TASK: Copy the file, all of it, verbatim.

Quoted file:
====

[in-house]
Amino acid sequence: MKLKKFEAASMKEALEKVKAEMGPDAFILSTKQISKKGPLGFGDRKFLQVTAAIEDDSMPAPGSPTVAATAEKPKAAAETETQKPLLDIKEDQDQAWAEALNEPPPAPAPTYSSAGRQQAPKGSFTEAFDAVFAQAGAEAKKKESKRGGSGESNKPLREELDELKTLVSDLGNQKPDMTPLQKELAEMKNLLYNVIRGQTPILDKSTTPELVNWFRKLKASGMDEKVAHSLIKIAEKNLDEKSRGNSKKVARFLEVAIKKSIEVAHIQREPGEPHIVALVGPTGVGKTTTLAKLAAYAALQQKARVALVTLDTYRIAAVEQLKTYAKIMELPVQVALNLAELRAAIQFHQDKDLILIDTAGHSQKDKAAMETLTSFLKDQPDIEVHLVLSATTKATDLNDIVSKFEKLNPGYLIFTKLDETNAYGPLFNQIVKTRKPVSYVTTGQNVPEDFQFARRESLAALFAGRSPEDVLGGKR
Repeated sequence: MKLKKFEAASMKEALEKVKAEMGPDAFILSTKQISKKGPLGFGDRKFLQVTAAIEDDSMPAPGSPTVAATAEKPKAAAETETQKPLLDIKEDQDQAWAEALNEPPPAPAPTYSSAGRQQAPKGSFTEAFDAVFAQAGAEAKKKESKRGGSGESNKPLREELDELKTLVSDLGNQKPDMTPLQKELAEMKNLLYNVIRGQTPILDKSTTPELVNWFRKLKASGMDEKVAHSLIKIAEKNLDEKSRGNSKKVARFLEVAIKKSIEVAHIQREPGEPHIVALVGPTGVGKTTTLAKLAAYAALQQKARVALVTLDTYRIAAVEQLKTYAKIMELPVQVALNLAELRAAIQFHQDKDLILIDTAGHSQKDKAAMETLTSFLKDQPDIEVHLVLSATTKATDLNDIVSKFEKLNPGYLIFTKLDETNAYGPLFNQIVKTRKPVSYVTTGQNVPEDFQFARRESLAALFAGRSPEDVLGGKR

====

[in-house]
Amino acid sequence: MKLKKFEAASMKEALEKVKAEMGPDAFILSTKQISKKGPLGFGDRKFLQVTAAIEDDSMPAPGSPTVAATAEKPKAAAETETQKPLLDIKEDQDQAWAEALNEPPPAPAPTYSSAGRQQAPKGSFTEAFDAVFAQAGAEAKKKESKRGGSGESNKPLREELDELKTLVSDLGNQKPDMTPLQKELAEMKNLLYNVIRGQTPILDKSTTPELVNWFRKLKASGMDEKVAHSLIKIAEKNLDEKSRGNSKKVARFLEVAIKKSIEVAHIQREPGEPHIVALVGPTGVGKTTTLAKLAAYAALQQKARVALVTLDTYRIAAVEQLKTYAKIMELPVQVALNLAELRAAIQFHQDKDLILIDTAGHSQKDKAAMETLTSFLKDQPDIEVHLVLSATTKATDLNDIVSKFEKLNPGYLIFTKLDETNAYGPLFNQIVKTRKPVSYVTTGQNVPEDFQFARRESLAALFAGRSPEDVLGGKR
Repeated sequence: MKLKKFEAASMKEALEKVKAEMGPDAFILSTKQISKKGPLGFGDRKFLQVTAAIEDDSMPAPGSPTVAATAEKPKAAAETETQKPLLDIKEDQDQAWAEALNEPPPAPAPTYSSAGRQQAPKGSFTEAFDAVFAQAGAEAKKKESKRGGSGESNKPLREELDELKTLVSDLGNQKPDMTPLQKELAEMKNLLYNVIRGQTPILDKSTTPELVNWFRKLKASGMDEKVAHSLIKIAEKNLDEKSRGNSKKVARFLEVAIKKSIEVAHIQREPGEPHIVALVGPTGVGKTTTLAKLAAYAALQQKARVALVTLDTYRIAAVEQLKTYAKIMELPVQVALNLAELRAAIQFHQDKDLILIDTAGHSQKDKAAMETLTSFLKDQPDIEVHLVLSATTKATDLNDIVSKFEKLNPGYLIFTKLDETNAYGPLFNQIVKTRKPVSYVTTGQNVPEDFQFARRESLAALFAGRSPEDVLGGKR